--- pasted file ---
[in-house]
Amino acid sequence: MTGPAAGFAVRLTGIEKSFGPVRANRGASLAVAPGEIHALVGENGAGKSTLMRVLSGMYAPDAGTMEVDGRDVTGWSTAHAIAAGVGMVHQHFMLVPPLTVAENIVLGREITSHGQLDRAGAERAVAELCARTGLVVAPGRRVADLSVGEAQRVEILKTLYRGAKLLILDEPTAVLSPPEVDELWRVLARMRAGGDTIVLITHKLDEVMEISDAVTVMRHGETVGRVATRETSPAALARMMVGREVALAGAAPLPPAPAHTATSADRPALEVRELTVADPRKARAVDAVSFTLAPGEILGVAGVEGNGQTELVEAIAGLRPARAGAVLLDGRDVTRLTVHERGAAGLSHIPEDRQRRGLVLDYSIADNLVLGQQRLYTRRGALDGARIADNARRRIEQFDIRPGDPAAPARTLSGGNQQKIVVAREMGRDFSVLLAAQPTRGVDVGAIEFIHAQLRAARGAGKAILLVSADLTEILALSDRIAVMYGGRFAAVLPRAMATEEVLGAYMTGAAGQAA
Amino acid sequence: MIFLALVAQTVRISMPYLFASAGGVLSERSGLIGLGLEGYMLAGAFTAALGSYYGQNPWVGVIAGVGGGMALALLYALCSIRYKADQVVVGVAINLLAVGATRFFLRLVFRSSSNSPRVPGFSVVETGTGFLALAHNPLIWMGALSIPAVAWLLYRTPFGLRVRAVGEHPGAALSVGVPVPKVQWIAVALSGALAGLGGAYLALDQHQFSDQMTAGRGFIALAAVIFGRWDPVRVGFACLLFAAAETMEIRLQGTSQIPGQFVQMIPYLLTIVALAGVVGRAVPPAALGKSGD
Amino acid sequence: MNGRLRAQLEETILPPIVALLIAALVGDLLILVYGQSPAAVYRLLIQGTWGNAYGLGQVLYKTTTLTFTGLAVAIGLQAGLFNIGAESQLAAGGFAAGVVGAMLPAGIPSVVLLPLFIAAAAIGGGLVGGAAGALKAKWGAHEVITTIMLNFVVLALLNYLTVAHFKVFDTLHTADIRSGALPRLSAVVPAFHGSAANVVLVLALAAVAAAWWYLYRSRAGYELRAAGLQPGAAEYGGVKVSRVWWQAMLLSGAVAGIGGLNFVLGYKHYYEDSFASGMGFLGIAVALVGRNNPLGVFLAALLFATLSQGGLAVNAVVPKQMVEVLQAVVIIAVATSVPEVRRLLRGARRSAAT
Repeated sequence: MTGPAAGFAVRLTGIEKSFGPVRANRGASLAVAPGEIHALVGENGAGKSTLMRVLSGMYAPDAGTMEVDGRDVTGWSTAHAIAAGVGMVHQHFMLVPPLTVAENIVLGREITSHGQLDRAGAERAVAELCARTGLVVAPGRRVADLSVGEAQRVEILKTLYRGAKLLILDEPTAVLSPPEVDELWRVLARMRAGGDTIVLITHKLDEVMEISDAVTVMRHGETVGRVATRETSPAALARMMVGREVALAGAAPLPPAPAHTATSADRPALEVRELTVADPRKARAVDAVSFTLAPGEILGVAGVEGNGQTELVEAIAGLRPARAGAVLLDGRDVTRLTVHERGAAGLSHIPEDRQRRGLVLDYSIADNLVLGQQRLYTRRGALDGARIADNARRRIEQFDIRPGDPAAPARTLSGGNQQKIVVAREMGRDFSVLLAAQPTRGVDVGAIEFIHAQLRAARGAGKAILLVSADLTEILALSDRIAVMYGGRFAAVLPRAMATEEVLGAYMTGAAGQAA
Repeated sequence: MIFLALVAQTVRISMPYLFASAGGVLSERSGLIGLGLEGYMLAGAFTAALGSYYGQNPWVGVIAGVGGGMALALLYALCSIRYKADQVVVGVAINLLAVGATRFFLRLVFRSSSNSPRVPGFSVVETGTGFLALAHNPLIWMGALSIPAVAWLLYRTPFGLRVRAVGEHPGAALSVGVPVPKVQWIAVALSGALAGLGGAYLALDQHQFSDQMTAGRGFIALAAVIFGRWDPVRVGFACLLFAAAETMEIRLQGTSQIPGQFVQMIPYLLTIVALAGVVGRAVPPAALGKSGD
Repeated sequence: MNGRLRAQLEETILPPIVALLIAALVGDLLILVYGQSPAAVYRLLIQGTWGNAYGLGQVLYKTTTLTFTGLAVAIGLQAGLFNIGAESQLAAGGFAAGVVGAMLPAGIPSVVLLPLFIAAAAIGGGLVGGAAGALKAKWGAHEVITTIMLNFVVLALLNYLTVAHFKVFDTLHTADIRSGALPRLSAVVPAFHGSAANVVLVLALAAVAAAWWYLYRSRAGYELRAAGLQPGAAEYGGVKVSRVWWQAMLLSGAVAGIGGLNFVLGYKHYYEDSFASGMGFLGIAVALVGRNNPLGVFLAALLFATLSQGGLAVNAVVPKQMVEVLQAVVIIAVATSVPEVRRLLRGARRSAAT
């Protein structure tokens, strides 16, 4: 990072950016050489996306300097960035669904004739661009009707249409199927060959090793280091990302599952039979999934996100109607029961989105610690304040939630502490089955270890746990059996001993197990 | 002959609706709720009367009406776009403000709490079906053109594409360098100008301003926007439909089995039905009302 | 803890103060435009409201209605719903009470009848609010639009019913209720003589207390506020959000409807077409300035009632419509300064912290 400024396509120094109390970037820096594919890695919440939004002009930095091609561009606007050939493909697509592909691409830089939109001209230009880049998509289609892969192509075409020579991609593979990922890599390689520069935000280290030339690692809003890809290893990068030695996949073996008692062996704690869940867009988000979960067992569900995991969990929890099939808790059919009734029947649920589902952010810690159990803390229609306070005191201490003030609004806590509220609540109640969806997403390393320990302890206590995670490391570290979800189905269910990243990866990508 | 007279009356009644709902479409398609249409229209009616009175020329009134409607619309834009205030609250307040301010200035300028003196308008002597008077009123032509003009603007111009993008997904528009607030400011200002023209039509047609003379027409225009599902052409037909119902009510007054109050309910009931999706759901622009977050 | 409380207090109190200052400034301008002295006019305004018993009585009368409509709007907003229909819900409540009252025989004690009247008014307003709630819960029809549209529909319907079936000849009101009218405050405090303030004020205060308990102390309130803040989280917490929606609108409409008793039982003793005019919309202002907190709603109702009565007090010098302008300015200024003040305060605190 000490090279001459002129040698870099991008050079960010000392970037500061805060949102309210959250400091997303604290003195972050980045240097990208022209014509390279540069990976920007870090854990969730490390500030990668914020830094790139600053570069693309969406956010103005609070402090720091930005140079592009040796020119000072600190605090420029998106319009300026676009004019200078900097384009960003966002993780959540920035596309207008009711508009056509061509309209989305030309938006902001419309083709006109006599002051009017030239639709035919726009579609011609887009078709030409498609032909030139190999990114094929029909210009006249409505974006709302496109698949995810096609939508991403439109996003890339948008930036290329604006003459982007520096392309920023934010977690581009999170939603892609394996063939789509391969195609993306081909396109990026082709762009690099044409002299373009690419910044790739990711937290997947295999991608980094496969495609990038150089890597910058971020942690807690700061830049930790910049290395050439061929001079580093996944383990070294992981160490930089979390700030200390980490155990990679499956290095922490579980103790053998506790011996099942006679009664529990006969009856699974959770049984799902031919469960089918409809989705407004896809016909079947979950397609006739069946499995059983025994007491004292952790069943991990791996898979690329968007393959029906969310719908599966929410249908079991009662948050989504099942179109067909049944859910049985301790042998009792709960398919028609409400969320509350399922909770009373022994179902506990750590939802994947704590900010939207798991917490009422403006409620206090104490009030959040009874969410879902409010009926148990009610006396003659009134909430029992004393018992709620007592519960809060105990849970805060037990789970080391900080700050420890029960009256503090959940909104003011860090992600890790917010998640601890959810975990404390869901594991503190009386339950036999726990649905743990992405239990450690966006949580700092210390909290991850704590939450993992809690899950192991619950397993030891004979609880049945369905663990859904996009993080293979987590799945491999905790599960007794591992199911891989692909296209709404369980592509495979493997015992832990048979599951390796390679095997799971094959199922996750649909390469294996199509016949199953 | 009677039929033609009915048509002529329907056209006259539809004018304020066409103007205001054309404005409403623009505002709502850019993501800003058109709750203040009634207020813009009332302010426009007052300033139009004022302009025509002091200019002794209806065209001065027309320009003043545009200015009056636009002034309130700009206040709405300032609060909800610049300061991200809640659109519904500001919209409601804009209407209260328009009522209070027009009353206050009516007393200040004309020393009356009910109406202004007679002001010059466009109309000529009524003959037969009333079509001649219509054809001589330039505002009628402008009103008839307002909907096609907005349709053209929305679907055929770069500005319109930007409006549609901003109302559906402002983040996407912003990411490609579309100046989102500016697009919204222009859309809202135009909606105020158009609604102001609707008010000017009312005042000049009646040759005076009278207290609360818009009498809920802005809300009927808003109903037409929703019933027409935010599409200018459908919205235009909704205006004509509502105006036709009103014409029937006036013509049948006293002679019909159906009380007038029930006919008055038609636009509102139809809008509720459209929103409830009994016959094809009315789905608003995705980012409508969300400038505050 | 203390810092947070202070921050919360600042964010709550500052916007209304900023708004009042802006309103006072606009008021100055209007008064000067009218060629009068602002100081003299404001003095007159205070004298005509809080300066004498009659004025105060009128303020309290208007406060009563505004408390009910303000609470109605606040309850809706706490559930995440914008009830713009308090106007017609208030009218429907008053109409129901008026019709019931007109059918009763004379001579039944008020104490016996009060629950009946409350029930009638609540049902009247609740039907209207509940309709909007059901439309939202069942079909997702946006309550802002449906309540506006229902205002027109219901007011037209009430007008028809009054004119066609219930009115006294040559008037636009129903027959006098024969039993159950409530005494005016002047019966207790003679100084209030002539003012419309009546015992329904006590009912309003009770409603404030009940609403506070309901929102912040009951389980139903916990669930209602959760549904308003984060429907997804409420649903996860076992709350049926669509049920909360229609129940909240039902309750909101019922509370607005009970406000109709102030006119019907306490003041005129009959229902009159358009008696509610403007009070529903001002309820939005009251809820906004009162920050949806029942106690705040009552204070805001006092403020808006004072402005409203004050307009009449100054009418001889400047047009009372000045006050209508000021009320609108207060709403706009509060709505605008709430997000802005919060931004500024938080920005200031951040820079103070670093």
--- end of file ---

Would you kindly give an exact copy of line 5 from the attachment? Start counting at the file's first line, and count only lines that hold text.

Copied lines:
Repeated sequence: MTGPAAGFAVRLTGIEKSFGPVRANRGASLAVAPGEIHALVGENGAGKSTLMRVLSGMYAPDAGTMEVDGRDVTGWSTAHAIAAGVGMVHQHFMLVPPLTVAENIVLGREITSHGQLDRAGAERAVAELCARTGLVVAPGRRVADLSVGEAQRVEILKTLYRGAKLLILDEPTAVLSPPEVDELWRVLARMRAGGDTIVLITHKLDEVMEISDAVTVMRHGETVGRVATRETSPAALARMMVGREVALAGAAPLPPAPAHTATSADRPALEVRELTVADPRKARAVDAVSFTLAPGEILGVAGVEGNGQTELVEAIAGLRPARAGAVLLDGRDVTRLTVHERGAAGLSHIPEDRQRRGLVLDYSIADNLVLGQQRLYTRRGALDGARIADNARRRIEQFDIRPGDPAAPARTLSGGNQQKIVVAREMGRDFSVLLAAQPTRGVDVGAIEFIHAQLRAARGAGKAILLVSADLTEILALSDRIAVMYGGRFAAVLPRAMATEEVLGAYMTGAAGQAA